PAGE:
Radicle Agriculture’s compost technology offers HEAPS of potential

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The material previously managed in these windrows is now processed in the six blocks at the top of the picture.

Positive outcomes from the food organics, garden organics (FOGO) composting trial at Lockyer Valley Regional Council using HEAPS aerated floor technology has generated interest in several sectors including agriculture, mining, and regional governments. 

Martin Tower, Manager Director Radicle Agriculture, says the benefits that HEAPS provides through low capital and operational costs, when compared to both turner windrow and in vessel options, are a key point of interest.

The HEAPS system uses aerated floor technology, a series of pipes running underneath the organics pile, to introduce oxygen on a more frequent basis, optimising conditions for decomposition.

The computer-controlled system is connected to a series of sensors which monitor oxygen levels in the pile and automatically introduce air when levels fall below a set parameter. The same technology can be applied to an irrigation system to monitor and automatically adjust moisture levels.

Radicle Agriculture has four operational sites with several more in various stages of planning. Martin says clients have been impressed with the simplicity and low cost of operating the system. 

“Many potential clients have been surprised by the relatively small footprint of the system compared with alternatives,” Martin says. “HEAPS generally requires about 20 per cent of the land required for a turned windrow system of similar capacity.”

Martin says he’s often asked how the HEAPS technology prevents odours from impacting the environment. There are several elements to this. Firstly, it’s crucial that feedstocks are managed to ensure suitable carbon to nitrogen ratios are maintained. Odours frequently occur when there is excess nitrogen present. 

He says it’s fortunate that kerbside collected FOGO provides a suitable mix for the HEAPS. 

This chart shows how rapidly the oxygen saturation levels drop in an active pile and the response of the HEAPS controller to maintain optimal levels. This generally occurs for about five minutes every hour.

Secondly, Radicle Agriculture recommends users apply a layer of finished compost to the top of each pile which acts as a biofilter. 

Finally, most odours result from the existence of anaerobic conditions within the pile or windrow. Oxygen saturation levels can drop rapidly in an active pile however the HEAPS controller generally introduces air, for about five minutes every hour, to maintain optimal levels.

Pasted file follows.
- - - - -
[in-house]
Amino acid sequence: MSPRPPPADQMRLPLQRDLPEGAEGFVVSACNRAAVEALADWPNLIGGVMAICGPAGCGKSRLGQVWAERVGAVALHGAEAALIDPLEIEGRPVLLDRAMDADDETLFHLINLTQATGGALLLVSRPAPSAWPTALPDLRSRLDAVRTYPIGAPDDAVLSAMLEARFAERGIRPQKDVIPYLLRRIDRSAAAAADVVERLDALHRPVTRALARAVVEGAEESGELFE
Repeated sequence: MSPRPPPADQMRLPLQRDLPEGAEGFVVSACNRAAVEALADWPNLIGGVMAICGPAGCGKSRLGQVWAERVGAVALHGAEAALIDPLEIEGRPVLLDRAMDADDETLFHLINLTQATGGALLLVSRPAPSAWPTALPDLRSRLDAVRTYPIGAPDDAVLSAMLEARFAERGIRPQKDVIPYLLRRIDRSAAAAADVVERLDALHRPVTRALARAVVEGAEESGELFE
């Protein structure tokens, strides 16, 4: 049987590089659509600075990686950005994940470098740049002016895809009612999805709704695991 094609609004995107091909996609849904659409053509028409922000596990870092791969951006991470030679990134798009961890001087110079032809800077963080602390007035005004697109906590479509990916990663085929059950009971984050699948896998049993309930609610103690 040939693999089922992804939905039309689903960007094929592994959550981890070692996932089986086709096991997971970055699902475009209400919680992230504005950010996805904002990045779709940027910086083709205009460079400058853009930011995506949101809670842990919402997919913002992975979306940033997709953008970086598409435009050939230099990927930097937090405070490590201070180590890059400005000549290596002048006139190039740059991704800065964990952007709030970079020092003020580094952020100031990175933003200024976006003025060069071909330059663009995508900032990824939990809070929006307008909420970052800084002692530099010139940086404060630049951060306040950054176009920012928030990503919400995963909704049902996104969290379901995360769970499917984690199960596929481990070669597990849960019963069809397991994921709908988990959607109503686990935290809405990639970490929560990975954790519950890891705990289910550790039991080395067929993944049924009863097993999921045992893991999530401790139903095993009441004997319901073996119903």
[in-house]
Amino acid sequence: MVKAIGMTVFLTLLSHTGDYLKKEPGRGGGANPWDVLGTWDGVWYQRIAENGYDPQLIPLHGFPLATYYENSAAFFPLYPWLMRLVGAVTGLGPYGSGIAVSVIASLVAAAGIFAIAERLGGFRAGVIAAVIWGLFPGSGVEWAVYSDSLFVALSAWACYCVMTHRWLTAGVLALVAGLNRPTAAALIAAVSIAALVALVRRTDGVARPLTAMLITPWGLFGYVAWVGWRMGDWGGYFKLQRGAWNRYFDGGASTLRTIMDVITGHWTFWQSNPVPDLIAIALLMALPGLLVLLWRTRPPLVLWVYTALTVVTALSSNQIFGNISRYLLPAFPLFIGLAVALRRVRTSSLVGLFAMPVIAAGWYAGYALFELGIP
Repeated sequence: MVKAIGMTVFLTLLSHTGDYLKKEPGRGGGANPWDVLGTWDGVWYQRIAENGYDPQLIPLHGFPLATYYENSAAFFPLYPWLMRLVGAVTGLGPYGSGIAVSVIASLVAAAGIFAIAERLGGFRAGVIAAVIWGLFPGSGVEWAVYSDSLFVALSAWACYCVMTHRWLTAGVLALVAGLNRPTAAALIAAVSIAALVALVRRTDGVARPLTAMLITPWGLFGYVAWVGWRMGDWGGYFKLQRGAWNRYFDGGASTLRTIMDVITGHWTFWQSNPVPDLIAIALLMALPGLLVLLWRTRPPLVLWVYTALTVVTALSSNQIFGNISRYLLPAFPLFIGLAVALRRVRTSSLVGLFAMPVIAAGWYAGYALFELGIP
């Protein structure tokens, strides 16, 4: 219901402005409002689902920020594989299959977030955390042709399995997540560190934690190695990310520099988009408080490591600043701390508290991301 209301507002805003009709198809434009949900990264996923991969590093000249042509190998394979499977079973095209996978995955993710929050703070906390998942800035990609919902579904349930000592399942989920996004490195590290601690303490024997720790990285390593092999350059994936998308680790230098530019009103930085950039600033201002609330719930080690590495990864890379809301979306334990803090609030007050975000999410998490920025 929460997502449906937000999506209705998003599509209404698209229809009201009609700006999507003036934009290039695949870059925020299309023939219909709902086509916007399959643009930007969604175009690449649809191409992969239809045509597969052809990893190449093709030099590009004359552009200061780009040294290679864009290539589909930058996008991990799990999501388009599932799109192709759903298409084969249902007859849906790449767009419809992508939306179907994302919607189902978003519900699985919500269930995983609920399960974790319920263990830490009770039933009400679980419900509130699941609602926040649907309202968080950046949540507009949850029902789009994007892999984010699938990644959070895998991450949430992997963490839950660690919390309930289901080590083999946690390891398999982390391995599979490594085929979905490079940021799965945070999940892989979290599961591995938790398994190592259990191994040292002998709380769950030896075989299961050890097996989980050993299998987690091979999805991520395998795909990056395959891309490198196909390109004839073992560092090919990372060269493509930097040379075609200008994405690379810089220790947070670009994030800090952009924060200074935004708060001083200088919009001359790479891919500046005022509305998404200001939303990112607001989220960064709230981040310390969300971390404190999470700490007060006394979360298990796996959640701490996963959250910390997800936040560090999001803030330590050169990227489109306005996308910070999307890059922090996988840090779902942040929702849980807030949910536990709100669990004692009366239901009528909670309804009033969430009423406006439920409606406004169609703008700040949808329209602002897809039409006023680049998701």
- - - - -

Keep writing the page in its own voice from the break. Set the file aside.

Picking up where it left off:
The challenges of per- and polyfluoroalkyl substances (PFAS), prevalent in food packaging and cooking equipment, are a common concern in FOGO-based systems. Martin says contamination management, starting with client education, has been instrumental in achieving compliant results in the Lockyer Valley trial.

“There is no doubt that the efforts of the Lockyer Valley team towards educating their client base about contamination management has significantly contributed to the successful outcomes,” he says. 

“We have learned a great deal from this experience and look forward to working with more councils to implement successful systems.”

Martin says while the Lockyer Valley trial has proven that a basic HEAPS system can adequately manage FOGO processing, what’s more exciting is that the compost being produced from various waste streams is now reused for rehabilitation, urban amenity, and agricultural use. 

He says Radicle Agriculture’s experience working with growers to manage their soil health gives clients an inside into market creation and development for their composts. 

“We are seeing a significant increase in demand for alternative fertilisers due to both costs and environmental concerns in the farming community,” Martin says. 

“There is also a massive potential for the use of composts as an input to mine-site rehabilitation. Our mining clients are focused on this potential reuse for the organic waste produced by their canteens and within their supply chains.”

The ability of the HEAPS technology compost controller to automatically record compliance data, including batch temperatures, oxygen saturations and moisture levels every 15 minutes, provides a unique opportunity to reduce the compliance record keeping burden. This data can be stored online, along with data from an integrated weather station, to keep thorough life batch data stored in a single location. Martin says that when users add input and out-loading dockets, the lifetime data for each batch is available in a permanent record. 

The controller system can also be retrofitted to existing composting systems.

“HEAPS offers remote sites and regional councils with a cost-effective option to establish a circular economy for organics within their own region,” Martin says. 

“Many councils are considering options to freight FOGO significant distances for processing. In many cases, the diesel used in this process will be greater than the greenhouse gas emissions saved from landfill diversion. 

“HEAPS may offer a regional based solution, create regional jobs and benefit their communities through the use of composted product. As Lockyer Valley has demonstrated, it is possible for a virtuous circle to be created where regional communities can benefit directly from their efforts in source separation and contamination management.” 

For more information, visit: www.radicleag.com.au



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